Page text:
The Café de Move-On Blues –  Christopher Hope.  I skimmed this combination of travel, history and review of modern South Africa.  Whether focusing on the past or the present, the grim picture is chilling.


THE ABSOLUTE BOOK – Elizabeth Knox

After reading the reviews, I was so looking forward to the book, which I recently received as a gift.  

I devoured the book. In  two days. A  hardcover door-stopper at 626 pages. I read until 11.30 at night, determined to finish. Because: what happened??  I’m not sure the ensuing book hangover was worth it.

Basically the book is a Quest/Riddle  Story. What is the Firestarter,  what does it contain and why do people and entities want it so desperately?

The book cover yacks on about ‘the value of reading and libraries’  (which is actually a sub-theme, when all is said and  done) ; says the book is a masterpiece – it may well be the jewel in the crown in EK’s oeuvre, but  a masterpiece? No.  Not for me.

That said, it is  undeniably a tour de force of the  novelist’s imagination.

Norse mythology underpins  the story. Then there’s a 21st century  crime story which is a major story strand overlaying the Quest material. It concerns the murder of  narrator Taryn’s sister, Beatrice.   In this section there’s a fiendish  death trap , devised by Taryn’s deranged assassin who had dispatched Beatrix’s murderer, but he then  tries to kill off Taryn. He, in turn, meets an unexpected and gory  end. 

Finally,  a major portion of the book contains a beautifully imagined exploration of the world of the Sidhe, their history and habits.  It’s a major creative  accomplishment. The Sidhe and their part in the Quest story are a major component, as is Taryn and her several back story elements, particularly her relationships.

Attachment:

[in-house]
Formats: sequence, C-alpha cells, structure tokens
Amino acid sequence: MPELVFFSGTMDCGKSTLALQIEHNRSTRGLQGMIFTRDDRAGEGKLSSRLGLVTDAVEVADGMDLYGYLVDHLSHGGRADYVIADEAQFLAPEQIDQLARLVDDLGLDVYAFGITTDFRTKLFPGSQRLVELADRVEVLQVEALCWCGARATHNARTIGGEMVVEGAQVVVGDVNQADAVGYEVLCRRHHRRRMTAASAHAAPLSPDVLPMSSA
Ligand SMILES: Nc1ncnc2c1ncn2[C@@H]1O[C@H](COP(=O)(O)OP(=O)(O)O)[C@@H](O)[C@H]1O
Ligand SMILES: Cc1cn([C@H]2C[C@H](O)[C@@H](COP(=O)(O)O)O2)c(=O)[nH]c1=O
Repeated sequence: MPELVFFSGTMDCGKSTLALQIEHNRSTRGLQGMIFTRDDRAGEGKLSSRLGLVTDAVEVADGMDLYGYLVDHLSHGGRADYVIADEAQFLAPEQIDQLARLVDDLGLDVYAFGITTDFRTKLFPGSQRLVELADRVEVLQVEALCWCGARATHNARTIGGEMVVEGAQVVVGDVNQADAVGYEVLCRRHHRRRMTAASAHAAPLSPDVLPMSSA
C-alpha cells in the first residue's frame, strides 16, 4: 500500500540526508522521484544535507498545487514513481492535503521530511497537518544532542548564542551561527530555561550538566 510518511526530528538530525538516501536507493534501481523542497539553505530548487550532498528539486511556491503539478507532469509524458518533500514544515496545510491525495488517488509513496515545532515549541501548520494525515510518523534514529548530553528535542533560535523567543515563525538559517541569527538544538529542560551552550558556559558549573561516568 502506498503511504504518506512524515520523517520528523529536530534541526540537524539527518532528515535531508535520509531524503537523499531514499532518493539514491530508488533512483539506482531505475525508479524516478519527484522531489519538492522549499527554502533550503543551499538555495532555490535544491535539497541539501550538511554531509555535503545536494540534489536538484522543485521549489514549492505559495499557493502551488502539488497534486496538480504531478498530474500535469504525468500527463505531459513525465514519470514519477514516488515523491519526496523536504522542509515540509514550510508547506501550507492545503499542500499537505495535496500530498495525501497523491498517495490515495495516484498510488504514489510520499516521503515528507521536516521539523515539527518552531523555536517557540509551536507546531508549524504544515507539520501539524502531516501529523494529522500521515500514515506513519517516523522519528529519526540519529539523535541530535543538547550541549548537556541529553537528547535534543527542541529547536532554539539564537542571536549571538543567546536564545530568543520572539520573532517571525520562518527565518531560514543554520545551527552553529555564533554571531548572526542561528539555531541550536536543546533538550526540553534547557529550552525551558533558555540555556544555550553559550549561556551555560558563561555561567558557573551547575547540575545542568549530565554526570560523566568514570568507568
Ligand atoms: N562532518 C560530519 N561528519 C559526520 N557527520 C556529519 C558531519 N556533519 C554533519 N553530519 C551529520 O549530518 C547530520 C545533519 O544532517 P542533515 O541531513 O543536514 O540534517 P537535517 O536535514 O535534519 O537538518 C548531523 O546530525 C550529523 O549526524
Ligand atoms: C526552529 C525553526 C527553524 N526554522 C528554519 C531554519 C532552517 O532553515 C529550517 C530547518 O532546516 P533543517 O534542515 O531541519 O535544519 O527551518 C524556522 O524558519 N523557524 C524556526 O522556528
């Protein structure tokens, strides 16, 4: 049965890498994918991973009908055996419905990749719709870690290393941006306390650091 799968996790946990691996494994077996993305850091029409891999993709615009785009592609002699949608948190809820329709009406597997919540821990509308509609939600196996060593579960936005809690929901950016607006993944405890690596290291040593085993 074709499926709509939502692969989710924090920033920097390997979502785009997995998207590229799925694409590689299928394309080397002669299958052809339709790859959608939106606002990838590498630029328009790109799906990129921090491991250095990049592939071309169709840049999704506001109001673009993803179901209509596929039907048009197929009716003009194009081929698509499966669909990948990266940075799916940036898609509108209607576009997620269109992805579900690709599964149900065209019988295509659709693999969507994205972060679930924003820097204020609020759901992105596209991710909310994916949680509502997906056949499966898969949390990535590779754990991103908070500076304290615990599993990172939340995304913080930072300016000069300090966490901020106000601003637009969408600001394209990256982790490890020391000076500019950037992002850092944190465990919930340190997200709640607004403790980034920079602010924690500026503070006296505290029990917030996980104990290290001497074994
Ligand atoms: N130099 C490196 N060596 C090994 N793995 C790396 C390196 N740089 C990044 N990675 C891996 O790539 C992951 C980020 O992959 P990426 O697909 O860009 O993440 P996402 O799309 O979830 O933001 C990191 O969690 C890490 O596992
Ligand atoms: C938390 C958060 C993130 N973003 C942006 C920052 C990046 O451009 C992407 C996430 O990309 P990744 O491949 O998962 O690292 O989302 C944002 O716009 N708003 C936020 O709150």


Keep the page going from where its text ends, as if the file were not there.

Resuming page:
The book is a complex strand of the Quest, the Crime and the Sidhe,  and I probably need to re-read it, at a more leisurely pace to fully appreciate it.  I read rapidly, swept along by book’s rich tapestry of action, quest,  myth, and relationship dilemmas.

Certain parts of the story were absolutely  horrific, which came as quite a surprise to me.  Perhaps it was the contrast between the idyllic world of the Sidhe and the action sections.

I’ve only read one other EK  novel, The Vintner’s Luck, which is much shorter, but it blew me away twenty years ago. If you can get your hands on it, read it. It’s brilliant!

Fantasy fans will love the book.


My TBR  shelf runneth over.  To put it mildly. And my credit card smoketh unhappily. The complications of a book addict’s life.

I ordered the Uganda and the Greengage book yonks ago –  late last year, in fact. Finally both have arrived.

As for The Theory of Flight  book, I read a review of the book last year, forgot all the details (old age, I regret to say) but knew I wanted to read Siphiwe Gloria Ndlovu and then recently found a review of her second book, yay,  hello! serendipity.

So in order to take advantage of  the free delivery criteria  which is based on a certain sales figure before the free deliveries kick in, I ordered it. That was virtuously thrifty, I thought.

The two African writers fall into my Read-more-African Writers project. The Greengage Tree?  Reviews were enthusiastic,  and I was intrigued, hence my crumpled  credit card.

Watch this space for reviews.


I often have to wait months, and sometimes months, when I order books on line. The above wonderful trio was well worth waiting for.

I partially read Vesper Flights, before returning it to the Library, but knew I needed to have the book on my shelf, so I ordered a copy.

As for the other two books, I’ve always enjoyed Deborah Rodrigues and I’m fascinated by Morocco , so …

And as for the Cauliflower book: well, irresistible to me! My 20+ year history as a yogi, and my love of quirky books made this one a must read. Plus, it has a very unusual and quirky cover.

I wonder if any of you have read these books? if so, please share your thoughts in the comments section.

So: watch this space for reviews.

Early May book delivery happiness!